Tooth Extractions

An extraction means to have a tooth removed, usually because of disease, trauma or crowding.

If you need an extractions, your dentist will first numb the area to lessen any discomfort. After the extraction, your dentist will advise you of what post extraction regimen to follow. In most cases a small amount of bleeding is normal. Your mouth will slowly fill in the bone where the tooth root was through the formation of a blood clot.

Here are some tips to follow to make recovery easier:

  • Avoid anything that might prevent normal healing.
  • Don’t smoke or rinse your mouth vigorously.
  • Avoid drinking through a straw for 24 hours.
  • Follow the diet your dentist suggests.

For the first few days, if you must rinse, rinse your mouth gently. If you experience swelling, apply a cold cloth or an ice bag and call your dentist right away. Ask your dentist about pain medication. You can brush and floss the other teeth as usual. But don’t clean the teeth next to where the tooth was removed.

Remember, when having an extraction, today’s modern procedures and follow up care (as recommended by your dentist) are there for your benefit and comfort.

Indications

Teeth are important for aesthetic purposes and for maintaining masticatory function. Accordingly, all efforts to avoid tooth extraction must be exhausted before the decision is made to proceed with removal of a tooth. Nevertheless, there are circumstances in which it is clear that a tooth must be extracted, such as the following:

A tooth that cannot be restored, because of severe caries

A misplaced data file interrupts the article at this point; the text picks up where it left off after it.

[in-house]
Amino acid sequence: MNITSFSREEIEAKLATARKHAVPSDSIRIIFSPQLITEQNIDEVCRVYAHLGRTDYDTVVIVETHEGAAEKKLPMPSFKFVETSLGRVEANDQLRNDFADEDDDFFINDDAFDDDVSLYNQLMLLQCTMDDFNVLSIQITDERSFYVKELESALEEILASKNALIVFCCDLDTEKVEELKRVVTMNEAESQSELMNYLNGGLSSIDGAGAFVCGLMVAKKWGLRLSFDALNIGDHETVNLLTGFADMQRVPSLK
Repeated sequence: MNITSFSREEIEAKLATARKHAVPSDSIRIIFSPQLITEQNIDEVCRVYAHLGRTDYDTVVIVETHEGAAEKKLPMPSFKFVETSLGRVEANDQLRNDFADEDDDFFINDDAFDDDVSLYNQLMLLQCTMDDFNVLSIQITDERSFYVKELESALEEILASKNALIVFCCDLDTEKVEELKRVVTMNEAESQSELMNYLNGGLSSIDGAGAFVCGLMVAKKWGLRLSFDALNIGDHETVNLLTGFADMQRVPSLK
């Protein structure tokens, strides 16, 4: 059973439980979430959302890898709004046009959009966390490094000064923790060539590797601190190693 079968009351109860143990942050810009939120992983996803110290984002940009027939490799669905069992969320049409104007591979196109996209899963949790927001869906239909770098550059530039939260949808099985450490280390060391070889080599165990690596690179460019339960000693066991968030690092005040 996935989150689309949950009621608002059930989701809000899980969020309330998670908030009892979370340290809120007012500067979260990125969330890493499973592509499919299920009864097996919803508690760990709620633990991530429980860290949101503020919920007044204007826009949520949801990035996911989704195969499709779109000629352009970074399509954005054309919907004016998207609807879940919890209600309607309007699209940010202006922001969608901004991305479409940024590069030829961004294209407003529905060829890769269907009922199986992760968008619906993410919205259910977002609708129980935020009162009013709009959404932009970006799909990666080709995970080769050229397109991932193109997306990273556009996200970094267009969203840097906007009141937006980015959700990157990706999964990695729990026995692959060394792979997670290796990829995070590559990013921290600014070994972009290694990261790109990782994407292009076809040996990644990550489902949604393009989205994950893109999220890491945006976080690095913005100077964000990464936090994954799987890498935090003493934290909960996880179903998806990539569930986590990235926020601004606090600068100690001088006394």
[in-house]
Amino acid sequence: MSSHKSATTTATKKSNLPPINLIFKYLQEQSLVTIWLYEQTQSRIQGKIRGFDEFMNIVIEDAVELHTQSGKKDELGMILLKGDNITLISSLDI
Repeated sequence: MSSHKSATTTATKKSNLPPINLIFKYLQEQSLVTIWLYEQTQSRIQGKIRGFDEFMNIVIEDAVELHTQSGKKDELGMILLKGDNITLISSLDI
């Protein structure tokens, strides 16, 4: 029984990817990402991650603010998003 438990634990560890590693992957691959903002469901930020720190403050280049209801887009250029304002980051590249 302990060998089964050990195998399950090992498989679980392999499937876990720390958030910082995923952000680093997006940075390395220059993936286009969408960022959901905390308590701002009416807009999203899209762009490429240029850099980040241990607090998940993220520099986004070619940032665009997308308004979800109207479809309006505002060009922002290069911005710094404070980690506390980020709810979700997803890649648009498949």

A mobile tooth with severe periodontal disease, pulp necrosis, or periapical abscess, for which root canal treatment is required that the patient cannot afford (or for which endodontic treatment failed)
Overcrowding of teeth in the dental arch, resulting in orthodontic deformity

How It’s Done

There are two types of extractions:

A simple extraction is performed on a tooth that can be seen in the mouth. General dentists commonly do simple extractions. In a simple extraction, the dentist loosens the tooth with an instrument called an elevator. Then the dentist uses an instrument called a forceps to remove the tooth.

A surgical extraction is a more complex procedure. It is used if a tooth may have broken off at the gum line or has not come into the mouth yet. Surgical extractions commonly are done by oral surgeons. However, they are also done by general dentists. The doctor makes a small incision (cut) into your gum. Sometimes it’s necessary to remove some of the bone around the tooth or to cut the tooth in half in order to extract it.